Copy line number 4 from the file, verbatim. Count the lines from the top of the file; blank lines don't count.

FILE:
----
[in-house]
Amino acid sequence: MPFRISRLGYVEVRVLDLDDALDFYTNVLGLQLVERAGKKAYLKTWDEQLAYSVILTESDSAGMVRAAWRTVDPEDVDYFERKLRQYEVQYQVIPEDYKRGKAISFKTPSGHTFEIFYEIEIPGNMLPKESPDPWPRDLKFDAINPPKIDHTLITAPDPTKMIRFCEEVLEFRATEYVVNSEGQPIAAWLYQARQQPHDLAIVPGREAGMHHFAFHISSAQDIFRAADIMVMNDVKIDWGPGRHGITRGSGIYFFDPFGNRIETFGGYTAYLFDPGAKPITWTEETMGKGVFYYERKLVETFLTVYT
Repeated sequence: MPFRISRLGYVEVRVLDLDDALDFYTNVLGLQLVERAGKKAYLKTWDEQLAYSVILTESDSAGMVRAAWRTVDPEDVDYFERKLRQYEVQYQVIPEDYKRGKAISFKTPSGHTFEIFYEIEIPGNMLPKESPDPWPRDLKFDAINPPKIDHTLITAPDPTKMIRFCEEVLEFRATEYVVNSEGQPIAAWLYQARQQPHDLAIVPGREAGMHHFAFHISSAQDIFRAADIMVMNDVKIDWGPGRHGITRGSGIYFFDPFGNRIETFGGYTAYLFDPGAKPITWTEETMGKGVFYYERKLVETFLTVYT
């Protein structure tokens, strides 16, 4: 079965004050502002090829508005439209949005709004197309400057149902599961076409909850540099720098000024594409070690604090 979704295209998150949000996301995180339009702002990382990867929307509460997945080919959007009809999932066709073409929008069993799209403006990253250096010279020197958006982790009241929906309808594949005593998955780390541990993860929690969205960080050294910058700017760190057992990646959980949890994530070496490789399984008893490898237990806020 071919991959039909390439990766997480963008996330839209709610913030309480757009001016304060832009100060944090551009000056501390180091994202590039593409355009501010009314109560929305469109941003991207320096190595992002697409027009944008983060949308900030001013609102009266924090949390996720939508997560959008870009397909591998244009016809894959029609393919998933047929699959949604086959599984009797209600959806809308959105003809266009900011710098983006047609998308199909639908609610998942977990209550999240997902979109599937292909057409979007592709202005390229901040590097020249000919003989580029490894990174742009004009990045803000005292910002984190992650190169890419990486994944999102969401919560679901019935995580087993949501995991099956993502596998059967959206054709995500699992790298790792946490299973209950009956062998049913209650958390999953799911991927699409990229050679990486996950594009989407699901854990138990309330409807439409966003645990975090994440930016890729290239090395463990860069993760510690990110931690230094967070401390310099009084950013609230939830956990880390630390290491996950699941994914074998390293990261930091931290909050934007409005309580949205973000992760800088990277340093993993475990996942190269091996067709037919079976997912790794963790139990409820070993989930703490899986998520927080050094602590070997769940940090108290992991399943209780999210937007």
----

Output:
């Protein structure tokens, strides 16, 4: 079965004050502002090829508005439209949005709004197309400057149902599961076409909850540099720098000024594409070690604090 979704295209998150949000996301995180339009702002990382990867929307509460997945080919959007009809999932066709073409929008069993799209403006990253250096010279020197958006982790009241929906309808594949005593998955780390541990993860929690969205960080050294910058700017760190057992990646959980949890994530070496490789399984008893490898237990806020 071919991959039909390439990766997480963008996330839209709610913030309480757009001016304060832009100060944090551009000056501390180091994202590039593409355009501010009314109560929305469109941003991207320096190595992002697409027009944008983060949308900030001013609102009266924090949390996720939508997560959008870009397909591998244009016809894959029609393919998933047929699959949604086959599984009797209600959806809308959105003809266009900011710098983006047609998308199909639908609610998942977990209550999240997902979109599937292909057409979007592709202005390229901040590097020249000919003989580029490894990174742009004009990045803000005292910002984190992650190169890419990486994944999102969401919560679901019935995580087993949501995991099956993502596998059967959206054709995500699992790298790792946490299973209950009956062998049913209650958390999953799911991927699409990229050679990486996950594009989407699901854990138990309330409807439409966003645990975090994440930016890729290239090395463990860069993760510690990110931690230094967070401390310099009084950013609230939830956990880390630390290491996950699941994914074998390293990261930091931290909050934007409005309580949205973000992760800088990277340093993993475990996942190269091996067709037919079976997912790794963790139990409820070993989930703490899986998520927080050094602590070997769940940090108290992991399943209780999210937007």